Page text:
At this point you may as well keep nursing it along until it seizes. If my guess is correct, there’s been enough damage already to make the engine a siezure waiting fo a place to happen.

I think a small part of your problem is a worn out radiator cap and had it been replaced several months ago, you would not have the problems you are having today. You may not have noticed but I suspect that the temp gauge would go a little higher at highway speeds than around town, but not yet overheating.

Now that the engine has overheated and you are loosing coolant, the damage has been done. There really is no reason for you to not drive it home as long as you fill the radiator and the overflow tank before you start out. I would also suggest that you put on a new radiator cap, even though its like closing the garage door after the horses got out.

If you decide on repairing the engine, you will need a new cap anyway. If you are approaching 200k miles on this, you really should consider a complete overhaul of the engine, not just a new head gasket. In light of that, any additional damage that you might do will not increase your total repair costs. BTW, you may want to just get a reman engine for it and get back on the road ASAP.

You may also want to consider just junking the car, especially if it has high miles on it. If you decide on doing that, then it wont matter if you drive it home or not, just as long as you make it. Just take it easy and keep the engine as cool as possible.

One more thing, when antifreeze leaks into the combustion chamber, it often blows the tip off the sparkplug so that is why you have a miss. You are not getting the spark you think you are getting. If you feel up to replacing sparkplugs in the parking lot, you could help save that catalytic converter. You may only need one new plug, but you may have to pull out several before finding the one with the tip blown off.

@misterr may I ask why “brother in law who has been a mechanic for over 15 yrs” WASN’T called in several days ago?

A lot of families aren’t even fortunate enough to have an experienced mechanic in the family.

You do, yet you chose to ignore this valuable resource.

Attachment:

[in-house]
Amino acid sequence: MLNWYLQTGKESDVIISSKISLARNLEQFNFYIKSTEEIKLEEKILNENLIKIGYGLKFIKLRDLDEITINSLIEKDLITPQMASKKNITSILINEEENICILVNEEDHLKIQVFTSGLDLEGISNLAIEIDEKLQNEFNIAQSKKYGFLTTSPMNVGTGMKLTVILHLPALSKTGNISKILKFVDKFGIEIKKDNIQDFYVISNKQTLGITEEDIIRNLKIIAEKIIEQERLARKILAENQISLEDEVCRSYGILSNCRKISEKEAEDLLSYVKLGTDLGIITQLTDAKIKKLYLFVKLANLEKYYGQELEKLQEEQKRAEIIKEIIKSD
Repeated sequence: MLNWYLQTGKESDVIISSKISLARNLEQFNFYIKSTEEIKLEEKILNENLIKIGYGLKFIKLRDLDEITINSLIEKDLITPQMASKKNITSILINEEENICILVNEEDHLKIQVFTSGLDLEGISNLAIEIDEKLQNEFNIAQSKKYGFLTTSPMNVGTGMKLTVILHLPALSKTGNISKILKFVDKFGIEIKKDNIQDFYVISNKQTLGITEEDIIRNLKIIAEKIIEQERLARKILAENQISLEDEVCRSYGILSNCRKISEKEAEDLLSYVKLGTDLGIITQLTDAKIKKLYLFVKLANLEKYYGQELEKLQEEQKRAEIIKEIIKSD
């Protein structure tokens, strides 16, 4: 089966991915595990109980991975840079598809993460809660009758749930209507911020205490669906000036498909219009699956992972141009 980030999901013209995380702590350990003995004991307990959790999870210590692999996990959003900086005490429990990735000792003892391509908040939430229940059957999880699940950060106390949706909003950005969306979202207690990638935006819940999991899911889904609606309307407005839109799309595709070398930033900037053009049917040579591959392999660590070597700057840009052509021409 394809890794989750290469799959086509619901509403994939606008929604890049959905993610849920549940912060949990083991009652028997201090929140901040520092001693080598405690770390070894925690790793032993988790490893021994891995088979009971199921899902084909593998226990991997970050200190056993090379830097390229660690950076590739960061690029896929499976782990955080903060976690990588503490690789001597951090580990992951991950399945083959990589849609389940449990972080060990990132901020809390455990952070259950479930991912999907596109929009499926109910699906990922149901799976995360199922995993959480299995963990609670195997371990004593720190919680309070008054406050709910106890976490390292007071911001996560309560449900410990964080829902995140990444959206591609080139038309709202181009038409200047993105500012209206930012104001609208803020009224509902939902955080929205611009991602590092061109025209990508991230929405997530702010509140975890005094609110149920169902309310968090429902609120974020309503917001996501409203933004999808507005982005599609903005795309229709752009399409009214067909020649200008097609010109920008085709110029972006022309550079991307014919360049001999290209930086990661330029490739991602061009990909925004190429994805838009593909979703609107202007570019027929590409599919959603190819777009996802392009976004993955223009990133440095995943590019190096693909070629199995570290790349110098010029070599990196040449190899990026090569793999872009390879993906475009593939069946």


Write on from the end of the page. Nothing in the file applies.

I agree with the others. Throw a cap on it. It sounds like damage may have already occurred, however.

@db4690, My brother in law currently had to attend a funeral in saint Louis, and i live in the east bay. Didn’t want to bother him until he got back.

And i already replaced the cap.

I highly appreciate you all for providing me with your info.

Let me add a little here, I am normally the last one here to suggest a blown head gasket. I think that is overused when it can often be a much less expensive problem, like a radiator cap or thermostat, but every thing you have told us screams blown head gasket. Sorry to be the bearer of bad news.

There are a couple of other issues that could have started this. The seams around the top and bottom tanks of the radiator could start weeping at about this age. The coolant loss would be so low at first that you don’t see it, but it could cause the overheating that led to this.

Also, there is an o-ring on the distributor shaft that is prone to leaking. Unfortunately, the oil leaks onto the heater hose connection just below the distributor, causing the rubber to swell and eventually the coolant to leak form the heater hose.

Both easy to overlook and both can lead to catastrophic results if not detected in time. BTW, you are probably due for another timing belt service if you haven’t had that done recently so that is another factor to throw into all this.

@misterr thanks for the update.

Funerals obviously take priority.